If this story makes no sense, it's because we were delirious with excitement over the price of these carts.
Lisel was a handsome woman, albeit a terrible cook. When her father agreed to our marriage, it was on one condition: that I would never reveal my true distaste for the culinary atrocities she would soon impose upon me nightly.
You see, Lisel's mother had died when Lisel was quite young, and so she was never taught to cook properly. Still, as the woman of the house now, Lisel took it upon herself to provide sustenance for her father and four brothers who hadn't it in them to tell Lisel of their repulsion by her palate-assaulting concoctions. For they knew it would break her heart.
As a man of my word, I turned up nary a nostril nor eyebrow at even the most inedible of her creations. I would simply scrape the plate clean into a drawer of these Adeptus Rolling Carts when she wasn't looking, then pat my belly contentedly. When she had gone to bed for the evening, I'd devour the cakes and breads and pies I kept stashed in the other drawers.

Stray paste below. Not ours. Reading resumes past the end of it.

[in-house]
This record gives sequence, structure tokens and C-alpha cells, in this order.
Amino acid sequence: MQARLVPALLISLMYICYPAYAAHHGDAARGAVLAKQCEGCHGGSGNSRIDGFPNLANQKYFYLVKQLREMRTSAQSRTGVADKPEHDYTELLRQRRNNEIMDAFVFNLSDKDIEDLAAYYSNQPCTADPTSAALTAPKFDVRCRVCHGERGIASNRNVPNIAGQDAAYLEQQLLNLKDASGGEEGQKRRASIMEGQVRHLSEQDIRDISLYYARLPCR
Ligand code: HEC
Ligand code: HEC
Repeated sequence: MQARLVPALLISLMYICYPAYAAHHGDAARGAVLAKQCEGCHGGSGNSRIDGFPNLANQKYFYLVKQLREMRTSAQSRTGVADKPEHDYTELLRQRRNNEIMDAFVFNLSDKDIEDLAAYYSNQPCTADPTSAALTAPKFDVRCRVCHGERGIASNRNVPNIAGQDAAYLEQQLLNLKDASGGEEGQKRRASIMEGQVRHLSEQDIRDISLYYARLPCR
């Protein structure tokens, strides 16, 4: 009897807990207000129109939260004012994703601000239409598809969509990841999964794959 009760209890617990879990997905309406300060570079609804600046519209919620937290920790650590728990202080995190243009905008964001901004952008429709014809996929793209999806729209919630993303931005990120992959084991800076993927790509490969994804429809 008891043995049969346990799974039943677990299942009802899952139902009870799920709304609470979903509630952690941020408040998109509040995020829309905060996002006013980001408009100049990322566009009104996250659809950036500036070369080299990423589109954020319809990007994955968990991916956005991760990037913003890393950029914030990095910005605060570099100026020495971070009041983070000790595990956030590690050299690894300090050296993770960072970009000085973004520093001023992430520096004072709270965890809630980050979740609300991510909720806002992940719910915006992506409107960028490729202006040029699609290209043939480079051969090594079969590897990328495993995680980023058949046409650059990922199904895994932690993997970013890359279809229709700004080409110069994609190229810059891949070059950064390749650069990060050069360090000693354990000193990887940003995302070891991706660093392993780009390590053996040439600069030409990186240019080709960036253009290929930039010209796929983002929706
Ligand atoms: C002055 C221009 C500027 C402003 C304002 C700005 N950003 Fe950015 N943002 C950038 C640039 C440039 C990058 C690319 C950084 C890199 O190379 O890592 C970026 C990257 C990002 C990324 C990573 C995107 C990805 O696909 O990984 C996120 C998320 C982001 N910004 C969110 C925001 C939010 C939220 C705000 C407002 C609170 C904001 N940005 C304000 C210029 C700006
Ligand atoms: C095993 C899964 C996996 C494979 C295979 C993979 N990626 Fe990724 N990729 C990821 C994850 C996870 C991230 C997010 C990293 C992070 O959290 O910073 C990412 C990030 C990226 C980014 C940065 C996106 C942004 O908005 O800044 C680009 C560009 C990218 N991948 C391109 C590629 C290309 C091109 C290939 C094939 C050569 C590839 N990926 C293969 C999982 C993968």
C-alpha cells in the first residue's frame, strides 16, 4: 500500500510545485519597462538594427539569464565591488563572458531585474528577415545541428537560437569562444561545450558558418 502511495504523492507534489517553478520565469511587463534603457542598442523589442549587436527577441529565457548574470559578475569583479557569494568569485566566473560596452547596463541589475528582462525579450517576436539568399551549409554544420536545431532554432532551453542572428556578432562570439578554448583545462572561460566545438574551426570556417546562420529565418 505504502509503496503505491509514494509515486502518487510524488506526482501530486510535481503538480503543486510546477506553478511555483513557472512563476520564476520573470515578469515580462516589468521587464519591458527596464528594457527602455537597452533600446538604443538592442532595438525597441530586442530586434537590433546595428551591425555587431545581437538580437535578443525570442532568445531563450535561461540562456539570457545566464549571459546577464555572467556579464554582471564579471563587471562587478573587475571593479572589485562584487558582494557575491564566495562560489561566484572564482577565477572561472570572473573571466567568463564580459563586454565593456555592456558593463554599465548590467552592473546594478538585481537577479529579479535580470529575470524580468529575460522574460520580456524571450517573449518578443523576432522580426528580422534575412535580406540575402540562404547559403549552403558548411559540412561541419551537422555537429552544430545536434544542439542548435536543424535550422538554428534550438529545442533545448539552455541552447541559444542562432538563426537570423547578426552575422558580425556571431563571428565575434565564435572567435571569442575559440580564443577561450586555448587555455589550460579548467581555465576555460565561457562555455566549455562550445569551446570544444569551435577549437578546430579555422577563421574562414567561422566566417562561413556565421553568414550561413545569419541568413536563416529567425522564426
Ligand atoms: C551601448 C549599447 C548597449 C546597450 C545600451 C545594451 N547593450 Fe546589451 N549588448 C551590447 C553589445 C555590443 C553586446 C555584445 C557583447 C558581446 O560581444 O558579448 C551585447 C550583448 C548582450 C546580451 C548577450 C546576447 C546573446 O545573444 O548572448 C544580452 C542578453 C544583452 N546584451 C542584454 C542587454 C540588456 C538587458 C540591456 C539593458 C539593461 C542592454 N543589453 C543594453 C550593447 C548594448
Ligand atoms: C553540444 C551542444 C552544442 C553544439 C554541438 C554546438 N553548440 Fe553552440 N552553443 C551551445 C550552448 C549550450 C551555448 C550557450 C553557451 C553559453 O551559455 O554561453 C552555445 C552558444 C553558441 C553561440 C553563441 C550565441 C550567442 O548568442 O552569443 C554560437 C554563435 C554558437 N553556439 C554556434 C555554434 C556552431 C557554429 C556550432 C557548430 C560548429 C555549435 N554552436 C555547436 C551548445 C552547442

This went on for years. The fatter I grew, the prouder she was. And we were happy. Then one day, she happened upon the cart I had foolishly forgotten to empty the evening before, the previous week's meals rotting and festering inside the drawers, though you wouldn't have known the difference.
That was the last time I saw my sweet Lisel. For she clutched tight to that Adeptus Rolling Cart and rolled herself right off a cliff.
So let that be a lesson to you, men. Never marry your sister. Oh. I didn't mention that part? Meh. It was the olden days. That kind of thing went down all the time.